IEDC 9
AN CHUIRT DUICHE THE DISTRICT COURT
HEALTH SERVICE EXECUTIVE
CHILD CARE ACT, 1991— SECTION 19 AND 37
1. This is an application for a Supervision Order in respect of two children, Child 2 and Child 3. There is also a cross application for Custody and Access Orders in respect of the children and an application by the father for a Guardianship Order. The Guardianship Order extends to one other child (Child 1) who is formally in the care of the HSE under a Care Order although placed in a kinship care placement by the HSE with her father and his partner by the HSE.
GUARDIANSHIP OF INFANTS ACT 1964 — SECTION 11, 6A
IN THE MATTER OF CHILD 2 AND CHILD 3
10 November 2011
2. The children’s mother is the applicant and she is represented by her solicitor and counsel in the proceedings.
3. The child’s father is not married to their mother. He is not the children’s legal Guardian although he has a close and caring relationship with them. He is residing with another party at this time. He is represented by his solicitor in the proceedings and supports the HSE’s application for a Supervision Order in respect of the two children, Child 1 and Child 2, currently in his care. He seeks a formal order for custody in respect of these children and an order regulating access by their mother. His guardianship application extends to all three children.
4. The couple’s first child, Child 1, is in HSE care pursuant to an Care Order under section 18 Child Care, Act 1991. The mother and father consented to the Care Order. The HSE was obliged to seek the assistance of the Gardaí to remove Child 1 from her home into their care in accordance with the Care Order. A number of Gardaí assisted at Child 1’s removal from her mother’s home and what occurred in this context can only be described as an unfortunate melee (which mother video recorded on her phone).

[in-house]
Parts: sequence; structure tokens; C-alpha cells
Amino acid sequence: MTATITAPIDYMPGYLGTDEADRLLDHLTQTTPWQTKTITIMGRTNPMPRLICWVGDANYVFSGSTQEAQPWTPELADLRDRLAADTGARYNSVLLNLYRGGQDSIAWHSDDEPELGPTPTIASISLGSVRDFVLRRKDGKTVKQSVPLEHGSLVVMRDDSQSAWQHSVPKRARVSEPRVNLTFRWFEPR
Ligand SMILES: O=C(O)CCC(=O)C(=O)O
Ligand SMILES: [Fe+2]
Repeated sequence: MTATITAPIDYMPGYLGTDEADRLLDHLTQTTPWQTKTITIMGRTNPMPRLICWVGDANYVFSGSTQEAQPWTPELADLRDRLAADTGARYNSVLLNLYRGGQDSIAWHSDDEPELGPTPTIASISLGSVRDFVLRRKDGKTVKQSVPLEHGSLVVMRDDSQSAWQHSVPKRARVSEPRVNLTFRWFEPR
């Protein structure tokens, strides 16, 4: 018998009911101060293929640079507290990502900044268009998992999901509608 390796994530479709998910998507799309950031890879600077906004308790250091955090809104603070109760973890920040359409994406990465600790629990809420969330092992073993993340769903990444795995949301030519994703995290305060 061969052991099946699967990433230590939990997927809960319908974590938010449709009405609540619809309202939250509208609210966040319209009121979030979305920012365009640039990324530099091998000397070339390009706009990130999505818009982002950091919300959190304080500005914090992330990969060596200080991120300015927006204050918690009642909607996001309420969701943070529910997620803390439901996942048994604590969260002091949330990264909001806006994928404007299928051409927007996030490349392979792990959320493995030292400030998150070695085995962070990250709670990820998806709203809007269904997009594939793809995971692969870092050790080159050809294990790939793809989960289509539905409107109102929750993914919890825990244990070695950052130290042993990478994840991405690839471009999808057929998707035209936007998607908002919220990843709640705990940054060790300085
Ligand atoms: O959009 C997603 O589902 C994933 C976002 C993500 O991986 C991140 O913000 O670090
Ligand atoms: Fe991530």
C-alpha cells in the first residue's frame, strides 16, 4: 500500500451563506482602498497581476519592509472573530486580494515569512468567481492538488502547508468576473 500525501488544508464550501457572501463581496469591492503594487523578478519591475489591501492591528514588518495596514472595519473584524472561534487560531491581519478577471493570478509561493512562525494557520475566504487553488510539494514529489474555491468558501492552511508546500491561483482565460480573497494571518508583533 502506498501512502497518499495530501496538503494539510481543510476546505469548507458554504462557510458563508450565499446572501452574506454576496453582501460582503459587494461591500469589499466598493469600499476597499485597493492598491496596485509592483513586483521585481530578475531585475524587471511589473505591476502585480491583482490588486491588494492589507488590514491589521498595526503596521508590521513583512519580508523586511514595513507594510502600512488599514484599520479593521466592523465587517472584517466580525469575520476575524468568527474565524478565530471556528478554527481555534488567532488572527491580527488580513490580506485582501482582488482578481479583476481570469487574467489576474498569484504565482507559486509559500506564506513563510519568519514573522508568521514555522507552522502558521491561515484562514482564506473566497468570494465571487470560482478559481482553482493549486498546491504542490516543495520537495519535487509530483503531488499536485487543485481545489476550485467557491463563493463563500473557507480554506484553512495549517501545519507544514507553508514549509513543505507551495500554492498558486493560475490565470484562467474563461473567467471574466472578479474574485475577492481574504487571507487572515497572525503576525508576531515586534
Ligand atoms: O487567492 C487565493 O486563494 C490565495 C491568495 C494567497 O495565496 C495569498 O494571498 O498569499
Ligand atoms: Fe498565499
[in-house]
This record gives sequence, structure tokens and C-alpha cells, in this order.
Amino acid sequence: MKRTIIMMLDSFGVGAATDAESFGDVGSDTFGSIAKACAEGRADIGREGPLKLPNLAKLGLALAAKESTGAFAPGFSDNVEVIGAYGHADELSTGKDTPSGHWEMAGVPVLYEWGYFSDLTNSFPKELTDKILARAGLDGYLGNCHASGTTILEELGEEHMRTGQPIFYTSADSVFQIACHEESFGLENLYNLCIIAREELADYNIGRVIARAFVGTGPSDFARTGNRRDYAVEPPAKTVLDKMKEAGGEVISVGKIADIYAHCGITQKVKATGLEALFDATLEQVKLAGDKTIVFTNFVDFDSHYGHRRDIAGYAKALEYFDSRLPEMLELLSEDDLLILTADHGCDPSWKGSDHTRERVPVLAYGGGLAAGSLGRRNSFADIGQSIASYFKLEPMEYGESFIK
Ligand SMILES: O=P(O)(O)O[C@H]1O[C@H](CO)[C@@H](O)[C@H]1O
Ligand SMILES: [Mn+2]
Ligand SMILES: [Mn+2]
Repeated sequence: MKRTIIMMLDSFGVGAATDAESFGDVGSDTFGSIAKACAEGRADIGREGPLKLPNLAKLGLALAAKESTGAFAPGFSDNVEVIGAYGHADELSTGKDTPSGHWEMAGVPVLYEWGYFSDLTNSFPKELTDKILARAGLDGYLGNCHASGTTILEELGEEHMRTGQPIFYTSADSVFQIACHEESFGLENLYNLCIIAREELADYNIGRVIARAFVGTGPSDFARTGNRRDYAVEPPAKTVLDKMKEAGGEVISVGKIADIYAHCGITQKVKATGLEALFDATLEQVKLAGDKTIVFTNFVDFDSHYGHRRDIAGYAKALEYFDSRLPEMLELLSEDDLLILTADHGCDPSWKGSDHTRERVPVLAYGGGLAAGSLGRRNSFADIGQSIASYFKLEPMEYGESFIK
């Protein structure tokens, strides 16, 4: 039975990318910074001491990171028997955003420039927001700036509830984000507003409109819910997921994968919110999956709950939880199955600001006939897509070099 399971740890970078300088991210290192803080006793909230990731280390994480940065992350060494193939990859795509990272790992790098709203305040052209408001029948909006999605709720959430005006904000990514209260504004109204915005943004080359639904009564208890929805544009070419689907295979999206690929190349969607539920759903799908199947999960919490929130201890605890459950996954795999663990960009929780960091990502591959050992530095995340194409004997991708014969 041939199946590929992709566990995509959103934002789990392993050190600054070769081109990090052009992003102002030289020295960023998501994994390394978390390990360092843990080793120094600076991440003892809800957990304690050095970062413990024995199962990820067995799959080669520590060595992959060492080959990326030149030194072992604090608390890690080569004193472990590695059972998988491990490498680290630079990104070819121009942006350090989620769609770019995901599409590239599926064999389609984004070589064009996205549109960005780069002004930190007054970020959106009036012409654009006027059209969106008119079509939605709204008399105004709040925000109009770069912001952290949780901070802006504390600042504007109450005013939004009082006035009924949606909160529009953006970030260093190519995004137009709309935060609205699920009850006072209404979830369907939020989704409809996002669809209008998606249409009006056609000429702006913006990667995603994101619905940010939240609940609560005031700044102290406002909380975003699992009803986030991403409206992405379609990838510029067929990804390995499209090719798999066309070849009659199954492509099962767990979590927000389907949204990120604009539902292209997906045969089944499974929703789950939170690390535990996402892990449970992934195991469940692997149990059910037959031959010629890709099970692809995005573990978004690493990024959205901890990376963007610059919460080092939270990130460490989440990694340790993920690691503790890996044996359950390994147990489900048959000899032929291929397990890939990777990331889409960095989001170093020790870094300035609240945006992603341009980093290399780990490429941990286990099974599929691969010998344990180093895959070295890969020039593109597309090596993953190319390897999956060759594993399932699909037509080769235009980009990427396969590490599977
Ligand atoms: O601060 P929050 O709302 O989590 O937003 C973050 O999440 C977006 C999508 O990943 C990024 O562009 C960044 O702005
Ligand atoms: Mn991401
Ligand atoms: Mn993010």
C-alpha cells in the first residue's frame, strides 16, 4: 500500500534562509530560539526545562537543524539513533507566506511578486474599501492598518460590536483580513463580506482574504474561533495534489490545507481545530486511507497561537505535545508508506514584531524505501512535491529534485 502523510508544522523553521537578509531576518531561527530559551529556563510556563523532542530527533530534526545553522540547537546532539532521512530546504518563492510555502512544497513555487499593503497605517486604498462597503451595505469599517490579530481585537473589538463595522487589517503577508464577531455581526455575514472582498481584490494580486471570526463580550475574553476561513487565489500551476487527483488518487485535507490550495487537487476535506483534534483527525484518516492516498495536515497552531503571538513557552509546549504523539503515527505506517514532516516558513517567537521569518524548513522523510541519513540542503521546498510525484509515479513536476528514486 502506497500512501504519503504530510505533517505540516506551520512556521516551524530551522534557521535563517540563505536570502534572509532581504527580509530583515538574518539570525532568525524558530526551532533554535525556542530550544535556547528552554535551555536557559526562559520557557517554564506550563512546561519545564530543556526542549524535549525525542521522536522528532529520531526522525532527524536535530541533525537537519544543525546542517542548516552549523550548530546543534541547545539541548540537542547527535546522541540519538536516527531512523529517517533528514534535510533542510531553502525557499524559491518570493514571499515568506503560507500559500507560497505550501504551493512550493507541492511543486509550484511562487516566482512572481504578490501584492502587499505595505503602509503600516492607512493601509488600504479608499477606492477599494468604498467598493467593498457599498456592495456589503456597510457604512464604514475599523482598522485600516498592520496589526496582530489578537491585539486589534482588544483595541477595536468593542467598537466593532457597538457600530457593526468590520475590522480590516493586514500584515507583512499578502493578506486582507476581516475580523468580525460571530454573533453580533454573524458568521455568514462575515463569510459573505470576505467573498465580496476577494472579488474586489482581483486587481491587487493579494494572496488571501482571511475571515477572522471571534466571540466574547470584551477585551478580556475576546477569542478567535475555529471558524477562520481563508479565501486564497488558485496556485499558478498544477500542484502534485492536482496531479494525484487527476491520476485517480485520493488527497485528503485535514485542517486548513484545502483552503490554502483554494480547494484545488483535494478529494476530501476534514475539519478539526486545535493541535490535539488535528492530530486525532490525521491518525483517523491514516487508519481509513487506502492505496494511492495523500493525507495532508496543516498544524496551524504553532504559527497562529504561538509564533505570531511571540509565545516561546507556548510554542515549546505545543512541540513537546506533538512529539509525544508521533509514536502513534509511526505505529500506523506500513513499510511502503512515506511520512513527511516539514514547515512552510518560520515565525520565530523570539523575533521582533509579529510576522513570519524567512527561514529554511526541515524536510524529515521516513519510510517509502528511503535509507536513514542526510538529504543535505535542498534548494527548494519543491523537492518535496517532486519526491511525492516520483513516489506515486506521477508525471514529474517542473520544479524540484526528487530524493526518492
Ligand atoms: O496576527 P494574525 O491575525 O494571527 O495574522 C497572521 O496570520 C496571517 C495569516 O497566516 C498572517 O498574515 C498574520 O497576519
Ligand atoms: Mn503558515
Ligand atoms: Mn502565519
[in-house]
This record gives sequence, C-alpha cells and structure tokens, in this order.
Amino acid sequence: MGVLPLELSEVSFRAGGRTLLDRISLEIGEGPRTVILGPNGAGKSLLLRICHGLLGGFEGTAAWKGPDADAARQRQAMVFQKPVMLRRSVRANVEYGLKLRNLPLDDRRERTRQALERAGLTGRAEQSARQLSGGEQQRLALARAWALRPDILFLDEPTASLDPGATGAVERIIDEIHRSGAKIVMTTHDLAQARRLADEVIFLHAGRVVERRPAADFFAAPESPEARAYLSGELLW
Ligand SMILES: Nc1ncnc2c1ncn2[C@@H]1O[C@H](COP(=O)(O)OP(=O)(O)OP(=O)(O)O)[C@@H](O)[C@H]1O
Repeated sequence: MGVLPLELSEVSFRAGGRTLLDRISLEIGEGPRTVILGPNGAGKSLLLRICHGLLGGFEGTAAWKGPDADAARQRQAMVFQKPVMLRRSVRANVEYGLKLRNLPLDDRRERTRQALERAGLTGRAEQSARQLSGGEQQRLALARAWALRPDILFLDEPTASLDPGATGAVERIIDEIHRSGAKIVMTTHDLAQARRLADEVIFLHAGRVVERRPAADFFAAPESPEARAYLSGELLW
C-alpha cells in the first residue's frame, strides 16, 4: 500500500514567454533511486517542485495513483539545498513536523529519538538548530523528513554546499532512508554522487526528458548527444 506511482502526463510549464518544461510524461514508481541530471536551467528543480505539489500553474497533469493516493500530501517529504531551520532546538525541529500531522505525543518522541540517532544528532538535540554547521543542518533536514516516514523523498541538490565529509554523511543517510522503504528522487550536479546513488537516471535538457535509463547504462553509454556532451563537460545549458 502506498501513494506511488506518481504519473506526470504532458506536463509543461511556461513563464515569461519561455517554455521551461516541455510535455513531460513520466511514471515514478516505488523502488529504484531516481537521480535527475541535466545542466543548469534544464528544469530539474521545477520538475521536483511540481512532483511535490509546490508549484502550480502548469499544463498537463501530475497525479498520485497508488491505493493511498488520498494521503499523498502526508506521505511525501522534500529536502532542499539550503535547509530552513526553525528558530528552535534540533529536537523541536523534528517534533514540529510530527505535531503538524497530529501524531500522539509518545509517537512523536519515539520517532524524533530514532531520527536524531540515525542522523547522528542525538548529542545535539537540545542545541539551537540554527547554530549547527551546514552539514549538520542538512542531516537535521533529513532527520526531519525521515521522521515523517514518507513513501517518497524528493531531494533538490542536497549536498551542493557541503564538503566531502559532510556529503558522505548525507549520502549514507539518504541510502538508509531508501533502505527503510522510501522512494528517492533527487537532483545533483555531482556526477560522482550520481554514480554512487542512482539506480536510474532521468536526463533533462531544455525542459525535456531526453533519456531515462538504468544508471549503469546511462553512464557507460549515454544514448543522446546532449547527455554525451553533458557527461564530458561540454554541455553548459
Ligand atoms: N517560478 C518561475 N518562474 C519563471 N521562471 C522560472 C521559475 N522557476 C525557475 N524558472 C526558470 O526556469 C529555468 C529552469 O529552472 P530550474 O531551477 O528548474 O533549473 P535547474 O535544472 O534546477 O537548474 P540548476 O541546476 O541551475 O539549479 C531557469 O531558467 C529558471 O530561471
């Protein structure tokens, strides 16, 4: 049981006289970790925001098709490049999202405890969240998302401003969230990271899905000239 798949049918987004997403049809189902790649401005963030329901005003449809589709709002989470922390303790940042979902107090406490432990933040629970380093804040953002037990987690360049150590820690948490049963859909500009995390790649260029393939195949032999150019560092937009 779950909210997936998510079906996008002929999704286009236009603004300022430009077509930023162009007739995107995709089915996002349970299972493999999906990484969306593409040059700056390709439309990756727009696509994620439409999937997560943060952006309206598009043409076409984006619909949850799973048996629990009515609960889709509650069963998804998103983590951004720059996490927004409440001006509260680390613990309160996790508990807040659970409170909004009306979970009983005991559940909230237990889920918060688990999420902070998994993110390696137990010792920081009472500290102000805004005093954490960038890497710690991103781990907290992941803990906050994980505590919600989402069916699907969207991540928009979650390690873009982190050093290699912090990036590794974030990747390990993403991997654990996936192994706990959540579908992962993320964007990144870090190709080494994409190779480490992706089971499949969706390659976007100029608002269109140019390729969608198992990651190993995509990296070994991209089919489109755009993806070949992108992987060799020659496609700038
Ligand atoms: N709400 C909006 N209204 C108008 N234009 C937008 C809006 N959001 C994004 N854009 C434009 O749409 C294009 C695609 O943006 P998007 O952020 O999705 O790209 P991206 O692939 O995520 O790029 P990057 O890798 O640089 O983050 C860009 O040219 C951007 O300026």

5. Child 1 ran away from her father’s care twice before the making of the Care Order. On the first occasion, she left her placement with her father to go to the shop and then went to her mother. The second occasion when Child 1 ran away was before the Care Order was made. She is now placed in non-relative foster care. She is not settled in this placement.
6. There is an intractable disagreement on the issue of access between the mother and father and his partner; unfortunately, it has taken time for the HSE to untangle the circumstances due to the complexities of the case and due to concerns and allegations raised by the mother.
7. A HSE Social Worker gave evidence in support of her report to Court and dealt with the threshold criteria of section 19(1)(a), (b), and (c) in respect of each child. In essence, her evidence was that the children had been neglected when in the care of and residing with their mother. The nature of this neglect related to her general care of them. The two younger children have severe speech and language development delay. There was also a concern regarding their nutritional intake while in her care. They had a poor school attendance record.